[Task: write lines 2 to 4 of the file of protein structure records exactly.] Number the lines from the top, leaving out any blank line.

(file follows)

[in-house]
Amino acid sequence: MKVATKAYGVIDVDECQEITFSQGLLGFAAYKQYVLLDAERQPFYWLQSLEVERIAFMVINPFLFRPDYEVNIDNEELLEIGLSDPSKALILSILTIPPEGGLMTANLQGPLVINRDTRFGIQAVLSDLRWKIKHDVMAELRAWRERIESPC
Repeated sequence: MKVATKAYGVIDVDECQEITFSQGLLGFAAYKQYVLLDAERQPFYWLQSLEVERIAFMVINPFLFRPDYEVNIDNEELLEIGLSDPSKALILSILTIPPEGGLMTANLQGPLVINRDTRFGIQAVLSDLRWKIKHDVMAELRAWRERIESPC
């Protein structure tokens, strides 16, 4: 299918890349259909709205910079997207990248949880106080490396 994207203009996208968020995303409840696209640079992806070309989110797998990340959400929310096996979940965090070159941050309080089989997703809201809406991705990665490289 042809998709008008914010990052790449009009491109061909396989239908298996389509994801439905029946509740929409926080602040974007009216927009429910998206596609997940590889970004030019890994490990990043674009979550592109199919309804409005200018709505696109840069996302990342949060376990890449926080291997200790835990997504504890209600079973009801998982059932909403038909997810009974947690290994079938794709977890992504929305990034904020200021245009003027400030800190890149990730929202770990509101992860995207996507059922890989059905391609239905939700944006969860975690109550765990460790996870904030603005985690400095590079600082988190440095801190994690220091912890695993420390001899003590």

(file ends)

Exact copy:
Amino acid sequence: MKVATKAYGVIDVDECQEITFSQGLLGFAAYKQYVLLDAERQPFYWLQSLEVERIAFMVINPFLFRPDYEVNIDNEELLEIGLSDPSKALILSILTIPPEGGLMTANLQGPLVINRDTRFGIQAVLSDLRWKIKHDVMAELRAWRERIESPC
Repeated sequence: MKVATKAYGVIDVDECQEITFSQGLLGFAAYKQYVLLDAERQPFYWLQSLEVERIAFMVINPFLFRPDYEVNIDNEELLEIGLSDPSKALILSILTIPPEGGLMTANLQGPLVINRDTRFGIQAVLSDLRWKIKHDVMAELRAWRERIESPC
């Protein structure tokens, strides 16, 4: 299918890349259909709205910079997207990248949880106080490396 994207203009996208968020995303409840696209640079992806070309989110797998990340959400929310096996979940965090070159941050309080089989997703809201809406991705990665490289 042809998709008008914010990052790449009009491109061909396989239908298996389509994801439905029946509740929409926080602040974007009216927009429910998206596609997940590889970004030019890994490990990043674009979550592109199919309804409005200018709505696109840069996302990342949060376990890449926080291997200790835990997504504890209600079973009801998982059932909403038909997810009974947690290994079938794709977890992504929305990034904020200021245009003027400030800190890149990730929202770990509101992860995207996507059922890989059905391609239905939700944006969860975690109550765990460790996870904030603005985690400095590079600082988190440095801190994690220091912890695993420390001899003590």